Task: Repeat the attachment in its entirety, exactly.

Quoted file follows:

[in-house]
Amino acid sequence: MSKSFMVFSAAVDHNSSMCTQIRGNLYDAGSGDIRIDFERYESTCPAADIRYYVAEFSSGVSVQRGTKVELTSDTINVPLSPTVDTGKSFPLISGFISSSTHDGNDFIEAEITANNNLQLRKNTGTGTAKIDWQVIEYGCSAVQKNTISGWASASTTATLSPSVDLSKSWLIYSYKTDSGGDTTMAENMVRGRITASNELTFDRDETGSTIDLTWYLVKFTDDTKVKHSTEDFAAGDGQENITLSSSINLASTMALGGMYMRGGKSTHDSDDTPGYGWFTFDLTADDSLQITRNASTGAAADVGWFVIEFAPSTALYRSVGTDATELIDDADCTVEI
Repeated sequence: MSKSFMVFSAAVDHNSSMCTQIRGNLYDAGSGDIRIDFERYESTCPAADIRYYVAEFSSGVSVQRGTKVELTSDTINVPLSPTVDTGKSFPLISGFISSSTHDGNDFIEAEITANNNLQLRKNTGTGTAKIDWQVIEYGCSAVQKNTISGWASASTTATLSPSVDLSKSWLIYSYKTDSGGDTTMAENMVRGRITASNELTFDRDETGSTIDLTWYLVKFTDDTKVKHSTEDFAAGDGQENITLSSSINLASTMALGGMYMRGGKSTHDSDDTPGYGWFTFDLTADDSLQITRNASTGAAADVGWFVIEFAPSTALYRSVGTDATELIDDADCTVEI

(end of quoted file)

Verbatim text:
[in-house]
Amino acid sequence: MSKSFMVFSAAVDHNSSMCTQIRGNLYDAGSGDIRIDFERYESTCPAADIRYYVAEFSSGVSVQRGTKVELTSDTINVPLSPTVDTGKSFPLISGFISSSTHDGNDFIEAEITANNNLQLRKNTGTGTAKIDWQVIEYGCSAVQKNTISGWASASTTATLSPSVDLSKSWLIYSYKTDSGGDTTMAENMVRGRITASNELTFDRDETGSTIDLTWYLVKFTDDTKVKHSTEDFAAGDGQENITLSSSINLASTMALGGMYMRGGKSTHDSDDTPGYGWFTFDLTADDSLQITRNASTGAAADVGWFVIEFAPSTALYRSVGTDATELIDDADCTVEI
Repeated sequence: MSKSFMVFSAAVDHNSSMCTQIRGNLYDAGSGDIRIDFERYESTCPAADIRYYVAEFSSGVSVQRGTKVELTSDTINVPLSPTVDTGKSFPLISGFISSSTHDGNDFIEAEITANNNLQLRKNTGTGTAKIDWQVIEYGCSAVQKNTISGWASASTTATLSPSVDLSKSWLIYSYKTDSGGDTTMAENMVRGRITASNELTFDRDETGSTIDLTWYLVKFTDDTKVKHSTEDFAAGDGQENITLSSSINLASTMALGGMYMRGGKSTHDSDDTPGYGWFTFDLTADDSLQITRNASTGAAADVGWFVIEFAPSTALYRSVGTDATELIDDADCTVEI